When the electron is in a definite energy level we shall refer to the \(P_n\) distributions as electron density distributions, since they describe the manner in which the total electronic charge is distributed in space. The electron density is expressed in terms of the number of electronic charges per unit volume of space, e-/V. The volume V is usually expressed in atomic units of length cubed, and one atomic unit of electron density is then e-/a03. To give an idea of the order of magnitude of an atomic density unit, 1 au of charge density e-/a03 = 6.7 electronic charges per cubic Ångstrom. That is, a cube with a length of \(0.52917 \times 10^{-8}\; cm\), if uniformly filled with an electronic charge density of 1 au, would contain 6.7 electronic charges.

    \(P_1\) may be represented in another manner. Rather than considering the amount of electronic charge in one particular small element of space, we may determine the total amount of charge lying within a thin spherical shell of space. Since the distribution is independent of direction, consider adding up all the charge density which lies within a volume of space bounded by an inner sphere of radius r and an outer concentric sphere with a radius only infinitesimally greater, say \(r + Dr\). The area of the inner sphere is 4pr2 and the thickness of the shell is Dr. Thus the volume of the shell is \(4\pi r^2 \Delta r\) and the product of this volume and the charge density P1(r), which is the charge or number of electrons per unit volume, is therefore the total amount of electronic charge lying between the spheres of radius \(r\) and \(r + Dr\). The product \(4pr^2P_n\) is given a special name, the radial distribution function, which we shall label \(Q_n(r)\).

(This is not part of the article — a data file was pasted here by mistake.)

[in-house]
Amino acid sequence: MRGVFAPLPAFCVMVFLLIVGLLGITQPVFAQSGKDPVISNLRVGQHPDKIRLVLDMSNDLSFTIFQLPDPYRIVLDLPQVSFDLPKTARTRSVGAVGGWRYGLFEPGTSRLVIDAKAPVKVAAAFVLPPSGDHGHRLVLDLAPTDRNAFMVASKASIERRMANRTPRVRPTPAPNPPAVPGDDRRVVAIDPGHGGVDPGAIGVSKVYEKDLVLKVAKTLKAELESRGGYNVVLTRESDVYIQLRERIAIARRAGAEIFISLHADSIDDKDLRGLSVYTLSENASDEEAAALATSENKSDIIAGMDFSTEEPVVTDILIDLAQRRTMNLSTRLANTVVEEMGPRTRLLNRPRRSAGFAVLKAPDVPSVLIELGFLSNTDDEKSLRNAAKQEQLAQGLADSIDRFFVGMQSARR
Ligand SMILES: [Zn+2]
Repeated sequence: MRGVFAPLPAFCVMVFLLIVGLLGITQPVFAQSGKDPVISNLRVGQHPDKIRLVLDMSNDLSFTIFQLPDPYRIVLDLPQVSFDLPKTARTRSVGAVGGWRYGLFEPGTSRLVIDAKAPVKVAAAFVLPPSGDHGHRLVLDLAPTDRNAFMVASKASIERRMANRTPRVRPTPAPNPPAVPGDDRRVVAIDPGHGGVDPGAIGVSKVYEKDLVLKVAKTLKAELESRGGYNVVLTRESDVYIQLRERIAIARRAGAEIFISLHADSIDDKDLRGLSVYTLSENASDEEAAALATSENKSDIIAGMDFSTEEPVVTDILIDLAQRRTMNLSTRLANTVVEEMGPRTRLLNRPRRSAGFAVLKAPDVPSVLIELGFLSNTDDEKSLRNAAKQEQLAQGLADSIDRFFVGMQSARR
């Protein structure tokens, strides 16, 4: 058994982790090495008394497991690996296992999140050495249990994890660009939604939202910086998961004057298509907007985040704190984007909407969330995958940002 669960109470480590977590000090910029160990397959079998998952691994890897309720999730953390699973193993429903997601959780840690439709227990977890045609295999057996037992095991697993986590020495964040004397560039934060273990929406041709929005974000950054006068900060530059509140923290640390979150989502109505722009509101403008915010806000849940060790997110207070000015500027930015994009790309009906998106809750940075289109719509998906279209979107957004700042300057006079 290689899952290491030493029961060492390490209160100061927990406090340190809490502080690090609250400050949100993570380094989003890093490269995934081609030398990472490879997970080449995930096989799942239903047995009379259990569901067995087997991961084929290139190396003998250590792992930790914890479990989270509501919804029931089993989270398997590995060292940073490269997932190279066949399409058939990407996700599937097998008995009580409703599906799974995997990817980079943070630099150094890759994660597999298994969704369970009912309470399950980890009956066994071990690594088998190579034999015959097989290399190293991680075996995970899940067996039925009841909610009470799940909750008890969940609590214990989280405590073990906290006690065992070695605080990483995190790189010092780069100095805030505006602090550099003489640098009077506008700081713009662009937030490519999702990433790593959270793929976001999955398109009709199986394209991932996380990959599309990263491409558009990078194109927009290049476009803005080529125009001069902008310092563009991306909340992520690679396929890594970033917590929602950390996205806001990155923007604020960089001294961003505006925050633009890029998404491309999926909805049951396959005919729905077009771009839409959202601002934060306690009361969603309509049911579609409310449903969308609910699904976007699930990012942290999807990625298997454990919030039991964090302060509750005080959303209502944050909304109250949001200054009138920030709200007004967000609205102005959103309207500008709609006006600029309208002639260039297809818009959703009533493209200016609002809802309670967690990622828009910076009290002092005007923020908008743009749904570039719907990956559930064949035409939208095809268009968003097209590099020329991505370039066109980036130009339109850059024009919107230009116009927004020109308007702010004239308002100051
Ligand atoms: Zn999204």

Volume Element for a Shell in Spherical Coordinates

    The reader may wonder why the volume of the shell is not taken as:

    \[ \dfrac{4}{3} \pi \left[ (r + \Delta r)^3 -r^3 \right] \nonumber \]

    the difference in volume between two concentric spheres. When this expression for the volume is expanded, we obtain

    \[\dfrac{4}{3} \pi \left(3r^2 \Delta r + 3r \Delta r^2 + \Delta r^3\right) \nonumber \]

    and for very small values of \(\Delta r\) the \(3r \Delta r^2\) and \(\Delta r^3\) terms are negligible in comparison with \(3r^2\Delta r\). Thus for small values of \(\Delta r\), the two expressions for the volume of the shell approach one another in value and when \(\Delta r\) represents an infinitesimal small increment in \(r\) they are identical.

    The radial distribution function is plotted in Figure \(\PageIndex{2}\) for the ground state of the hydrogen atom.

    Figure \(\PageIndex{2}\): The radial distribution function \(Q_1(r)\) for an H atom. The value of this function at some value of r when multiplied by \(\delta r\) gives the number of electronic charges within the thin shell of space lying between spheres of radius \(r\) and \(r + \delta r\).

    The curve passes through zero at r = 0 since the surface area of a sphere of zero radius is zero. As the radius of the sphere is increased, the volume of space defined by 4pr2Dr increases. However, as shown in Figure \(\PageIndex{1}\):, the absolute value of the electron density at a given point decreases with r and the resulting curve must pass through a maximum. This maximum occurs at rmax = a0. Thus more of the electronic charge is present at a distance a0, out from the nucleus than at any other value of r. Since the curve is unsymmetrical, the average value of r, denoted by Image229.gif, is not equal to rmax. The average value of r is indicated on the figure by a dashed line. A "picture" of the electron density distribution for the electron in the \(n = 1\) level of the hydrogen atom would be a spherical ball of charge, dense around the nucleus and becoming increasingly diffuse as the value of r is increased.